Loyalty and dedication of the organization's staff
Positive attitude of an employee to the organization in which he works, and the behavior corresponding to this relation in United States-language scientific publications is often determined by various terms: loyalty, commitment, loyalty, patriotism. Unity of opinions on this issue has not yet been worked out.
On the basis of dictionary definitions, the following aspects of the semantic field of the concept of "loyalty (applicable to the organization):
- benevolence, affability, openness of the employee both to the company as a whole and to other employees
- honesty, integrity;
- loyalty, devotion, commitment;
- compliance with rules, laws, refusal of reprehensible and hostile actions.
In general, the loyalty of the staff can mean the fidelity of the employees of their organization. With respect to the organization, you can talk about a loyal, loyal, dedicated employee only if he shows (or intends to exercise) voluntary activity aimed at the interests of the organization. In the case of non-harm, formal compliance with rules and regulations, we can talk about a law-abiding, trustworthy, maybe honest, but not dedicated employee.
There are many different perspectives on organizational loyalty. One of the most common approaches is the security approach. Employees are initially seen as potentially disloyal, and the main efforts are directed at identifying the prerequisites of disloyal behavior, which means deliberately causing damage to the organization. At the same time, the main emphasis is on identifying employees who are most prone to offenses. Methods are used to assess the reliability of personnel, including surveys on polygraph, analysis of information received from other employees, screening tests, photographs of working hours, control of premises, etc. In this case, loyalty is understood as the behavior of the employee, which does not harm the organization. The application of strict organizational measures to employees will not contribute to the growth of corporate culture and voluntary activity of workers in the interests of the organization.
You can pay attention to the concept of "unreliability", where loyalty is said not only from the point of not harming, but also from the point of view of obtaining potential benefits. Loyalty is defined as a sense of loyalty to the organization, ability and willingness to reconcile with one's requirements and deeply accept others.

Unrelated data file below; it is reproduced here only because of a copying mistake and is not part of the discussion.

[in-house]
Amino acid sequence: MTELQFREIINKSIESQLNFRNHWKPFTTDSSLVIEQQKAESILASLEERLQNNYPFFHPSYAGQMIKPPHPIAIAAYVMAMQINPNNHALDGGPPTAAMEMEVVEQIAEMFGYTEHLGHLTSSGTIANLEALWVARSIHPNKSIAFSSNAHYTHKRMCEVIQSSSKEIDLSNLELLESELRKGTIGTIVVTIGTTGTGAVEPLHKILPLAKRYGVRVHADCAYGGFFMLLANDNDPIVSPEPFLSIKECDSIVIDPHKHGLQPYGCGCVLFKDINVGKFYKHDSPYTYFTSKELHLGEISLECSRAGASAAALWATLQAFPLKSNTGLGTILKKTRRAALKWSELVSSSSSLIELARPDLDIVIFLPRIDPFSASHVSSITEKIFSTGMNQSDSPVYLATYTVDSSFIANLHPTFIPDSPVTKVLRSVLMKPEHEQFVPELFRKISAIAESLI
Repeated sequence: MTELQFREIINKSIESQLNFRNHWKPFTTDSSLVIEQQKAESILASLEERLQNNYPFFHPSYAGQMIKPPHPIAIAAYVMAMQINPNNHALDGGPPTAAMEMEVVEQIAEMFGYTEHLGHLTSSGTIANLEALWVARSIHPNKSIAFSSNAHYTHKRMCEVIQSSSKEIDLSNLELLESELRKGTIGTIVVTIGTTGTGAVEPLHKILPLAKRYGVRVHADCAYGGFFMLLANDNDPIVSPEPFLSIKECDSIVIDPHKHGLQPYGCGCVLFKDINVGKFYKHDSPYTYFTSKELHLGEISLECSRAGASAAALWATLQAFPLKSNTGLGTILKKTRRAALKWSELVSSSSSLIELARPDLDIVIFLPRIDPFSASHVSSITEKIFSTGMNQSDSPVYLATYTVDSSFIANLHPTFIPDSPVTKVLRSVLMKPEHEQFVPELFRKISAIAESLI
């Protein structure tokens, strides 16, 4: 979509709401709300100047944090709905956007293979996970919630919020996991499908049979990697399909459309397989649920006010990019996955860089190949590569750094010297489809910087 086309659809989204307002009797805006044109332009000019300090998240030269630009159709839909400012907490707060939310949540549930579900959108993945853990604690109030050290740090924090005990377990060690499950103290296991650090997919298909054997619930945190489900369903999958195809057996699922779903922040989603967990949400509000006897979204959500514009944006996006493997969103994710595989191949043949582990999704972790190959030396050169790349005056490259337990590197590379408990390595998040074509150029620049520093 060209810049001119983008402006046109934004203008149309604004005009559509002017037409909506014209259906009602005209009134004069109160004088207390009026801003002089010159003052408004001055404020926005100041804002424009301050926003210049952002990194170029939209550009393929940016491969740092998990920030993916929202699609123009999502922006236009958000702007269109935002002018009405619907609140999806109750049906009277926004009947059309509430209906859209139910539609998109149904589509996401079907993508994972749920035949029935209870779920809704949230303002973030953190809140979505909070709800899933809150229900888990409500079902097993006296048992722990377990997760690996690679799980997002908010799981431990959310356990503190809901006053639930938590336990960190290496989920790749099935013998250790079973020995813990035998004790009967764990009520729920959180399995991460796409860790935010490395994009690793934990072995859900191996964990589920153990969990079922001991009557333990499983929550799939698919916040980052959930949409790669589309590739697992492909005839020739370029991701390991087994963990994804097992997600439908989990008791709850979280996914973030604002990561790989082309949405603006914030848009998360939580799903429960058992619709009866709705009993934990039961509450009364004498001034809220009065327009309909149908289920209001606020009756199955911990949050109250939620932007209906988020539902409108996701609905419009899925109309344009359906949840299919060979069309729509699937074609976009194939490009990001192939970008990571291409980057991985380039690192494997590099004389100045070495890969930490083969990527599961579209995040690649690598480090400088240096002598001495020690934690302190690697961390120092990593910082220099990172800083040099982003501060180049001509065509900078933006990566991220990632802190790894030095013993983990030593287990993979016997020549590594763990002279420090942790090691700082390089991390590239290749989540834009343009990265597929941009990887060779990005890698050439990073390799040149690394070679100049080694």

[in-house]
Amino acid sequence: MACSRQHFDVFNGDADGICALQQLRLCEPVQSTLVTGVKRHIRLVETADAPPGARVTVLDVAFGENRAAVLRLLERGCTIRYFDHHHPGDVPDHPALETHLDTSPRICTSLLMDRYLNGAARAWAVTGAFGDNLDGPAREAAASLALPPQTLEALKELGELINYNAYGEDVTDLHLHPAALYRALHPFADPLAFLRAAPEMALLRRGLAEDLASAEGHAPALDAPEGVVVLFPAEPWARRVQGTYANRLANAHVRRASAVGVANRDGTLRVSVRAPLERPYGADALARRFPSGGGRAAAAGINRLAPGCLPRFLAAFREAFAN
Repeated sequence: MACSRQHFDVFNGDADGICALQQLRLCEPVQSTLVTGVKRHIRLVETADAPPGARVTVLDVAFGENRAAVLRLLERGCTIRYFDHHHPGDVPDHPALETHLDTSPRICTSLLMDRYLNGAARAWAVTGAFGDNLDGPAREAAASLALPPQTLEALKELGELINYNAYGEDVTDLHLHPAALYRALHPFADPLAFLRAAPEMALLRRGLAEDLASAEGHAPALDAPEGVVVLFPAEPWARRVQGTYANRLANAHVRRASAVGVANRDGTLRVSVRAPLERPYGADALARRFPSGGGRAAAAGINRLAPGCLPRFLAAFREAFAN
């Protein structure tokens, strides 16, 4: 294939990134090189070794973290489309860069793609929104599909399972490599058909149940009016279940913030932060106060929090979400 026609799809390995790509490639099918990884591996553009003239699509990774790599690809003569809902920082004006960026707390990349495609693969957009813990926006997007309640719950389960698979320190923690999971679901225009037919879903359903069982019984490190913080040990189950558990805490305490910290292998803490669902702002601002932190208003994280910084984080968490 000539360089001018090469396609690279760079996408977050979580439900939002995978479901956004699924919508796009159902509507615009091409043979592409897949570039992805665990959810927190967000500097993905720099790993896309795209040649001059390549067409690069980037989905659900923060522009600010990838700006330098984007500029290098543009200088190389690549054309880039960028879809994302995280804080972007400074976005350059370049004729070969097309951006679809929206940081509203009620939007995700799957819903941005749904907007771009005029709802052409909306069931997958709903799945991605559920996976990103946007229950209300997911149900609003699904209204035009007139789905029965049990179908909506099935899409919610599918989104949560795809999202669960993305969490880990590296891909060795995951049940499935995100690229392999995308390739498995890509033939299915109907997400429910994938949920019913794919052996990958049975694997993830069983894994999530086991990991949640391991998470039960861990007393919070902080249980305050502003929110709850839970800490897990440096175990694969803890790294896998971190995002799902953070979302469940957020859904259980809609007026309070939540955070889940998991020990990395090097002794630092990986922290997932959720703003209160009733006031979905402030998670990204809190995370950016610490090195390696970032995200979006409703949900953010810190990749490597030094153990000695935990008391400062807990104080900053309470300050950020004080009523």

Factors affecting the occurrence of loyalty, according to KV Kharskii:
- attention to the employee as a person;
- participation in solving his problems;
- previous experience;
- a sense of pride in the place of work.
From the employee's point of view, it can be considered loyal if it has a positive or neutral attitude towards the company. From the point of view of the leader, the devotion of the organization is expressed in the conscientious fulfillment of all assignments and manifests itself in the friendly relations that have developed in the team, in the presence of team spirit. A loyal employee seeks to stay with the company as long as possible, sees its advantages, coordinates its efforts with the actions of other people. Loyalty is always based on the employee's satisfaction with important aspects of the company's activities and appears when his own life plans coincide with the strategic plans for its development. A loyal employee not only shares the values of the company, but believes that it will be held in it as a professional, will have prospects for growth.
The scientific literature has not yet developed an unambiguous understanding of what is "organizational loyalty".
Social psychologists consider the loyal attitude of employees to the organization as an attitude (attitude). In this case, we are talking about a socio-psychological setting. In this case, Loyal means "staying within the bounds of legality, correctly and sympathetically related to the organization in which he works". Loyal attitude is also interpreted as a person's motivation to work for the benefit of the organization, to defend its interests in various spheres of business.
In determining loyalty, the existence of mutual obligations between employees and the employer is emphasized: "workers pay with their loyalty, and management takes care of their well-being and satisfaction of their personal needs." In this context, the concept of intergroup identification is used when loyalty to its group (company) means alienation from other groups.
Investigating the phenomenon of loyalty of personnel in conflict resolution, a loyal employee is defined as a person who "identifies himself with the organization where he works, associates his successes and failures in all spheres of his life with activity". Loyalty of staff is understood by researchers as a willingness of an employee to meet corporate expectations; form behavior according to the framework set by the organization or management; resistance to provocative effects from the outside; compliance with earlier agreements; internal acceptance by the individual of organizational goals and values, a non-valued and uncritical attitude to the life taking place in the organization.
Behavioral indicators of loyalty are:
- a lot of time to work, than is required formally;
- responsibility, good faith;
- the employee's work for the organization's purposes, both in favorable and unfavorable conditions;